Terry O'Brien is running for President of Cook County Board. Terry O'Brien as President of MWRD has saved Cook County taxpayers millions of dollars, because he listens to civil engineers who know about water management and water treatment.

Our Metropolitan Water Reclamation District is largely in very good hands - Debra shore notwithstanding.

Debra Shore will be around for more laughs.


* ECO- Fascism:
Spokesmen for such groups as the Society for Conservation Biology, The Wilderness Society, Defenders of Wildlife, and even members of the U.S. Fish and Wildlife Service offer support for the general idea of the Wilderness Project. Peter Brussard from the University of Nevada at Reno believes that the Project "certainly is justifiable scientifically." Luckily, not all biologists accept that position; Deborah Jensen, a biologist with The Nature Conservancy, does not believe that the goal of conserving biodiversity requires such an approach as the Wilderness Project.

Yet even if those touting the Wilderness Project do not believe it possible to create such a massive preserve in one fell swoop, they may yet achieve their final goal piecemeal. Efforts are currently underway to set aside 139,000 square miles in the Great Plains for a buffalo sanctuary; the Paseo Pantera project seeks to connect wilderness areas in Central America; British Columbia is linking a new 4000 square mile park with Alaska and the Yukon Territory to create a 33,000 square mile preserve; Congress is considering setting aside 11,000 square miles in California; the Nevada Biodiversity Project seeks to set aside hundreds of square miles of mountains; and Noss recently received $150,000 from the Pew Charitable Funds to further planning for wildlands set-asides.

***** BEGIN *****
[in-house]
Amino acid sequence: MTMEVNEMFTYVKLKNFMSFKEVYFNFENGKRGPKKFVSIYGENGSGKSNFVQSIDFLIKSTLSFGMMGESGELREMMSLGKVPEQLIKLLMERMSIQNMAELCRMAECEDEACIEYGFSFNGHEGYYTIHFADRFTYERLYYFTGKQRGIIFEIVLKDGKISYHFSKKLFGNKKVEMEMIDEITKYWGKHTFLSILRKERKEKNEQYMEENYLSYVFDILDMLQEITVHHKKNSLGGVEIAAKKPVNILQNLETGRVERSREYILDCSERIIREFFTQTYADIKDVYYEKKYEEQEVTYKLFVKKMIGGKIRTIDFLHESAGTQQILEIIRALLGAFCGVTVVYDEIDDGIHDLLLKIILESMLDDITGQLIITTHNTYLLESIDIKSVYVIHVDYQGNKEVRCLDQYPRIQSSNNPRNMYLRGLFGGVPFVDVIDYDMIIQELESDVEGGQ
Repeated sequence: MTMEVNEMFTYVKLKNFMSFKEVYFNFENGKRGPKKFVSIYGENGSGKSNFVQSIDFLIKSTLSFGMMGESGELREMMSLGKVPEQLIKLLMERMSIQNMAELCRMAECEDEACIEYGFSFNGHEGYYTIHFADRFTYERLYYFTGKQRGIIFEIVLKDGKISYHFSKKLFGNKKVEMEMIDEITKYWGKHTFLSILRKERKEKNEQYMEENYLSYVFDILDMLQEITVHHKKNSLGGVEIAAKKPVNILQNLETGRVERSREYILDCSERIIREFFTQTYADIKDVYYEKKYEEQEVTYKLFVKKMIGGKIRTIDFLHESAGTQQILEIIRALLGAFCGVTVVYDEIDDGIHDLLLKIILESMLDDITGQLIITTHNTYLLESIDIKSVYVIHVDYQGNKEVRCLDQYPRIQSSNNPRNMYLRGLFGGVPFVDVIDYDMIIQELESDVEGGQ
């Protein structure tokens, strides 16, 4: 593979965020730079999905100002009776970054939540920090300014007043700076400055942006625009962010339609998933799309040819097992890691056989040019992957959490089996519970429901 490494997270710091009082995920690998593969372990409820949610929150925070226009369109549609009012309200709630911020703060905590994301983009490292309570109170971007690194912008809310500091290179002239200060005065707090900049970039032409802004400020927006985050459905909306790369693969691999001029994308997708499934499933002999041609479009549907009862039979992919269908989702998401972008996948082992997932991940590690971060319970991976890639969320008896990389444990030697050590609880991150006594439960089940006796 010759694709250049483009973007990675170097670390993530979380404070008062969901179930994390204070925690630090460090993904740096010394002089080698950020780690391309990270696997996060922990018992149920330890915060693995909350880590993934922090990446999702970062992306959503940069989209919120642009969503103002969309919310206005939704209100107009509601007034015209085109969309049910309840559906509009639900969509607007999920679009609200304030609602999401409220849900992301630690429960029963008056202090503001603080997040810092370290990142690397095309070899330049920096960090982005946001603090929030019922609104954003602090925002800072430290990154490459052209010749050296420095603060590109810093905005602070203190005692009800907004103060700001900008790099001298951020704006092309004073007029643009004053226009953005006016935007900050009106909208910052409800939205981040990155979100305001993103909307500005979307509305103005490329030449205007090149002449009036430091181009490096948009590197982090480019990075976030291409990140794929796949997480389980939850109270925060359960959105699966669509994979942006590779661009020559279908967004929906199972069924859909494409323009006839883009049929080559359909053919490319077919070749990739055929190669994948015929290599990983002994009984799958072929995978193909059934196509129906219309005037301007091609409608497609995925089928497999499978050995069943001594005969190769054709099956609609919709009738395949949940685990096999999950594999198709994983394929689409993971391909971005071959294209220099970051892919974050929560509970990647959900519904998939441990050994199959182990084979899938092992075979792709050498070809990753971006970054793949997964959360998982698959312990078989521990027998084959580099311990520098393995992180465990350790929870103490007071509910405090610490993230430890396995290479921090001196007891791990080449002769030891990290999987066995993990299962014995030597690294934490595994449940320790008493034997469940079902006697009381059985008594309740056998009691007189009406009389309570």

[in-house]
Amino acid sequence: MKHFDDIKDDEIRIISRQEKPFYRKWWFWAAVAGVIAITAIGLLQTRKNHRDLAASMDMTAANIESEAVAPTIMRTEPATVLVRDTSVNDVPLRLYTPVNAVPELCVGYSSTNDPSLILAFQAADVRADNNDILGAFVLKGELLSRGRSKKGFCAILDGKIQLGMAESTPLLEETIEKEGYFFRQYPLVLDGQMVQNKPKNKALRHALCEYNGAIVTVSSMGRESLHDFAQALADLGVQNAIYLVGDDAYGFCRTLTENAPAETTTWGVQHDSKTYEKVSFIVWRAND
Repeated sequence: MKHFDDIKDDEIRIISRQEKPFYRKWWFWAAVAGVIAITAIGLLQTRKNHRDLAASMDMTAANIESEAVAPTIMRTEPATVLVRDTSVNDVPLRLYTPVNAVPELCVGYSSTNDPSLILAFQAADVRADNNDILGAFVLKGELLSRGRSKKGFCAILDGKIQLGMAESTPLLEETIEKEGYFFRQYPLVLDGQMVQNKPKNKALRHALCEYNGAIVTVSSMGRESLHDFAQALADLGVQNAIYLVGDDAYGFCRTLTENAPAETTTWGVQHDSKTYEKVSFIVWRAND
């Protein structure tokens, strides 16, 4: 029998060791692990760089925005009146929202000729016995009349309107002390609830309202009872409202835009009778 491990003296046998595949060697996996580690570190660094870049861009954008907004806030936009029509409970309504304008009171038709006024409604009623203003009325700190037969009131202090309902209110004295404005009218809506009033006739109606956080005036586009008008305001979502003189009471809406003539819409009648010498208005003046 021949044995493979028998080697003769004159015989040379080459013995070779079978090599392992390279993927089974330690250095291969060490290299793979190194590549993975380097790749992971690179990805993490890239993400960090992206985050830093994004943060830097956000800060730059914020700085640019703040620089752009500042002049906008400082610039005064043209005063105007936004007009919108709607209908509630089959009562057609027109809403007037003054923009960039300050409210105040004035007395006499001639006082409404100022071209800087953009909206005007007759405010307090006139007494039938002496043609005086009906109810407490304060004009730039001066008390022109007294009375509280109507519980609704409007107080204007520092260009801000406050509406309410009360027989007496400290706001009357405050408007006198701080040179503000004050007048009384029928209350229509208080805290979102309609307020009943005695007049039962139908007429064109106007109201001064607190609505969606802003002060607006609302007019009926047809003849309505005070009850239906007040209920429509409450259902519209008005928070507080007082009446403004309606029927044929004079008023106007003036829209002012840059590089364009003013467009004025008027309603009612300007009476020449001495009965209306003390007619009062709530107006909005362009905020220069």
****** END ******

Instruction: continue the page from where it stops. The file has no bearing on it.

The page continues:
In response to this proposal, some people were rightfully outraged.*2 One woman from Nevada said that, "Proponents of the project are incredibly insensitive to the values, freedoms, and property rights of the many millions of people who live in and love" these lands. She characterized these ecologists as "an arrogant urban elite with a compulsion to live out their fantasy at our expense" (italics in original) -- which is a remarkably accurate description of statists of any stripe.

Another man from Arizona stated that this idea "illustrates all the absurd flaws in the ecocentric mind --...that balanced ecosystems don't include humans, (and) that government coercion can override human nature." Absurd, yes...but no more so than might describe the mind-sets of Marx or Lenin. Unfortunately, the "absurd flaws" of their political system did not prevent them from imposing it across a significant fraction of the globe over a seventy year time span. The idea of the Wilderness Project is still relatively new and controversial, yet its supporters may become powerful beyond any rational expectations.

Some of those advocates believe it is important to "halt the spread of nature's most dangerous predator and competitor"; that such lands should be cared for by people "who wish to restore themselves to a natural (i.e., tribal) state"; that "27 representatives" and "over 50 scientists also support the Northern Rockies Ecosystem Protection Act."